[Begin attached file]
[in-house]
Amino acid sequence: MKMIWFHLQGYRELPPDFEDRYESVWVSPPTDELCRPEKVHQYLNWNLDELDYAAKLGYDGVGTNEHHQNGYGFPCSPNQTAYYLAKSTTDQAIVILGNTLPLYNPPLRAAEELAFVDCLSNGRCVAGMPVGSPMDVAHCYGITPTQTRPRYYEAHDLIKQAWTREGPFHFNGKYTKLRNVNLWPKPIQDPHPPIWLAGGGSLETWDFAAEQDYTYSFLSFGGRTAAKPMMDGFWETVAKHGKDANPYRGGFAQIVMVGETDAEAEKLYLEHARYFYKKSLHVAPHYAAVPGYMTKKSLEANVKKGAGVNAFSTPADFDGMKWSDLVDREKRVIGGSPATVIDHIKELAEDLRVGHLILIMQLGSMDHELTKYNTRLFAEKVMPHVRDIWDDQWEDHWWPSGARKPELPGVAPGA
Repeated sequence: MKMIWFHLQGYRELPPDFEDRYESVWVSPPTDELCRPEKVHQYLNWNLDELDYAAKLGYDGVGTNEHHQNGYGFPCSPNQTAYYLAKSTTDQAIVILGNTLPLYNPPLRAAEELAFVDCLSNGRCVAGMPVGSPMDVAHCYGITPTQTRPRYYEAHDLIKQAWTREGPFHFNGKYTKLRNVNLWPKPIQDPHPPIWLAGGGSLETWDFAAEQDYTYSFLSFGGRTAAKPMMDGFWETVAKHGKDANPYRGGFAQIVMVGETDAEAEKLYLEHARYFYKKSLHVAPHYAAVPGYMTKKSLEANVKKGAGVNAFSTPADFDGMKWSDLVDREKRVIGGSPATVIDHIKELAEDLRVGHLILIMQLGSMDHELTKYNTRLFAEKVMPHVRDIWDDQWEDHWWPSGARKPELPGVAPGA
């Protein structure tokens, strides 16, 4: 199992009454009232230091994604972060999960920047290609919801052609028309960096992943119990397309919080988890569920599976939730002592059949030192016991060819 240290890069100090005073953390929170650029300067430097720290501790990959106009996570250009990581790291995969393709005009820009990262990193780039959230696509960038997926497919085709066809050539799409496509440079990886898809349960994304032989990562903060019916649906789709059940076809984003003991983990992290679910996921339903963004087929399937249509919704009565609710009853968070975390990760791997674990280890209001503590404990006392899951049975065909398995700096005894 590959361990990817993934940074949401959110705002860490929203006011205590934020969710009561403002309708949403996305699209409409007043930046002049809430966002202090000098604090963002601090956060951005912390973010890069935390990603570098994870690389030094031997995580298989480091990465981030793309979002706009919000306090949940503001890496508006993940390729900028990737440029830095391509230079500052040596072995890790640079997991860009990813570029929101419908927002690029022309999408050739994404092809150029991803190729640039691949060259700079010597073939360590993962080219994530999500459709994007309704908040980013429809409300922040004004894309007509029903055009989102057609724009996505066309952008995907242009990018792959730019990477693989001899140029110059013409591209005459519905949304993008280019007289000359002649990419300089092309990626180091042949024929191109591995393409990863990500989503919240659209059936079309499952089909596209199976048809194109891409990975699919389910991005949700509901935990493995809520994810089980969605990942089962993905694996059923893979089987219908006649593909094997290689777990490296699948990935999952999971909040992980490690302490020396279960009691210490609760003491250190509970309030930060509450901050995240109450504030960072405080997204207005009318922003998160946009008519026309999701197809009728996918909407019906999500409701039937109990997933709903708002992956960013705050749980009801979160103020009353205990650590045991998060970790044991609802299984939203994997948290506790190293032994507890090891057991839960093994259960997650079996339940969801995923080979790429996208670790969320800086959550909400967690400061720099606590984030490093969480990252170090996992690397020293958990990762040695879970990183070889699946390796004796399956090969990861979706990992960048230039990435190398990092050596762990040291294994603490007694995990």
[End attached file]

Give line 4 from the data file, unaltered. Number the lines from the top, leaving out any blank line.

């Protein structure tokens, strides 16, 4: 199992009454009232230091994604972060999960920047290609919801052609028309960096992943119990397309919080988890569920599976939730002592059949030192016991060819 240290890069100090005073953390929170650029300067430097720290501790990959106009996570250009990581790291995969393709005009820009990262990193780039959230696509960038997926497919085709066809050539799409496509440079990886898809349960994304032989990562903060019916649906789709059940076809984003003991983990992290679910996921339903963004087929399937249509919704009565609710009853968070975390990760791997674990280890209001503590404990006392899951049975065909398995700096005894 590959361990990817993934940074949401959110705002860490929203006011205590934020969710009561403002309708949403996305699209409409007043930046002049809430966002202090000098604090963002601090956060951005912390973010890069935390990603570098994870690389030094031997995580298989480091990465981030793309979002706009919000306090949940503001890496508006993940390729900028990737440029830095391509230079500052040596072995890790640079997991860009990813570029929101419908927002690029022309999408050739994404092809150029991803190729640039691949060259700079010597073939360590993962080219994530999500459709994007309704908040980013429809409300922040004004894309007509029903055009989102057609724009996505066309952008995907242009990018792959730019990477693989001899140029110059013409591209005459519905949304993008280019007289000359002649990419300089092309990626180091042949024929191109591995393409990863990500989503919240659209059936079309499952089909596209199976048809194109891409990975699919389910991005949700509901935990493995809520994810089980969605990942089962993905694996059923893979089987219908006649593909094997290689777990490296699948990935999952999971909040992980490690302490020396279960009691210490609760003491250190509970309030930060509450901050995240109450504030960072405080997204207005009318922003998160946009008519026309999701197809009728996918909407019906999500409701039937109990997933709903708002992956960013705050749980009801979160103020009353205990650590045991998060970790044991609802299984939203994997948290506790190293032994507890090891057991839960093994259960997650079996339940969801995923080979790429996208670790969320800086959550909400967690400061720099606590984030490093969480990252170090996992690397020293958990990762040695879970990183070889699946390796004796399956090969990861979706990992960048230039990435190398990092050596762990040291294994603490007694995990």